Adobe has released an “experimental technology” codenamed Wallaby on its Adobe Labs site. Not all Adobe Labs projects become fully released products, but it is an indication of serious interest. The experiment was first previewed at the Adobe Max conference last year.
Wallaby is an Adobe AIR application for Windows and Mac. The tool is simplicity itself: just select a .FLA file and convert it.
.FLA is the format of Flash projects, not Flash output. gauges
According to Adobe’s John Nack Wallaby has limited goals, focused on “converting typical banner ads to HTML5.” It is aimed at WebKit-based browsers, the implication being that Adobe’s main intent is to enable Flash ads to work on Apple’s iPhone and iPad, though it also works on Google Chrome and Apple Safari on the desktop. There is no ActionScript conversion, though you can edit the exported project after conversion and add your own scripting.
Other Flash features not supported include video, sound, 3D transforms, Filters, Inverse Kinematics, and gradient strokes
The fascinating aspect of Wallaby is in its potential. Users do not care whether a web site or application uses Flash or HTML5; they just want it to work. Adobe’s primary strength is in its design tools. One possible scenario is that Adobe might gradually extend its HTML5 support so that the tools are applicable for both platforms; Flash could become a workaround technology for legacy browsers.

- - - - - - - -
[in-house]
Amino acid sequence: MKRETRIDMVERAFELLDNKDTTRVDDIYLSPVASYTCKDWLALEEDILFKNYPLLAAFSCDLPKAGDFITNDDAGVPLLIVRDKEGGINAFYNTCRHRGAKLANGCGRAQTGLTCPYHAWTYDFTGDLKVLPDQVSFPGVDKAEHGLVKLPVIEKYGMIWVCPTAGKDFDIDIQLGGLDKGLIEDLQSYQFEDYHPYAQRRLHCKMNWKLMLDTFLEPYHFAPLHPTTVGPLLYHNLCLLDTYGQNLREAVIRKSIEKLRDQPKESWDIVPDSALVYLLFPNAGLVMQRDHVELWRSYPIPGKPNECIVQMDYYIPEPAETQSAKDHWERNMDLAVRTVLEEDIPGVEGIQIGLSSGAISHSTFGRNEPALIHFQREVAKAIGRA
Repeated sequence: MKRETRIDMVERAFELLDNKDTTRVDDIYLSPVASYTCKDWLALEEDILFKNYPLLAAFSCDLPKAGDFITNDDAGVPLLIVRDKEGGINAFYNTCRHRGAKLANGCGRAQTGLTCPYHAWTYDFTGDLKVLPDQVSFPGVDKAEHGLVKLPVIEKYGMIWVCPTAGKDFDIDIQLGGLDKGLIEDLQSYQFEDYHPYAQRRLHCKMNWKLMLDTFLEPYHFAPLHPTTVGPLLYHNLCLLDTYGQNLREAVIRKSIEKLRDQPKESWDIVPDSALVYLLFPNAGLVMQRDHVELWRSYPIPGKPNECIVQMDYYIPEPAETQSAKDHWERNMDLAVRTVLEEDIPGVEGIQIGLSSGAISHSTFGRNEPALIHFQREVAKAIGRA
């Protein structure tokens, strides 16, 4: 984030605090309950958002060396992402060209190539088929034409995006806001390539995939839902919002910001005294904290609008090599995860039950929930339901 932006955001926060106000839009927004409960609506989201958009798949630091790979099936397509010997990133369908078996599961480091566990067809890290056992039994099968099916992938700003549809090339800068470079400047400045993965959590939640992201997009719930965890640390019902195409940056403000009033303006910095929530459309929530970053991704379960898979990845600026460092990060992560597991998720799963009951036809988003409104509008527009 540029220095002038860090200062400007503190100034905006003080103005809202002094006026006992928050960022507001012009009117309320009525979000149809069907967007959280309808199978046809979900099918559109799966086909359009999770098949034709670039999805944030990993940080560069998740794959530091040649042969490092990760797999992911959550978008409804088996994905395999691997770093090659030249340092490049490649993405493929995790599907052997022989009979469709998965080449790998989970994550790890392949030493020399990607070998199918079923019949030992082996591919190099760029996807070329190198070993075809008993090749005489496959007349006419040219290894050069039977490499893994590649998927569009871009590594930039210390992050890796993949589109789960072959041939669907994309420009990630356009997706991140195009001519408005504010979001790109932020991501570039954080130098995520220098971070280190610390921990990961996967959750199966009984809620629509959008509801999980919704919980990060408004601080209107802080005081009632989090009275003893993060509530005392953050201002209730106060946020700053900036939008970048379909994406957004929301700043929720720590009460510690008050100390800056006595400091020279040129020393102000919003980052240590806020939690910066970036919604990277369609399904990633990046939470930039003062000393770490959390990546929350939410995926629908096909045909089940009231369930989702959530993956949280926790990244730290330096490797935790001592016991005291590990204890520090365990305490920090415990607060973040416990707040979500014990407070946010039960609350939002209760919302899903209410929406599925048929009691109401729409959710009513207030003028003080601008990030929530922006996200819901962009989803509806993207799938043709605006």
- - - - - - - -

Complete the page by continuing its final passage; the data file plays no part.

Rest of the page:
No doubt Adobe would rather see the Flash runtime used everywhere but at least the company has a plan B. If, for example, Apple comes to dominate personal and mobile computing and continues to block Flash wherever it can, then that is important. Adobe already has a Flash to iOS packager for apps; now it has the beginnings of a solution for in-browser Flash on iOS as well.
Update: revised post with more detail about what is not supported.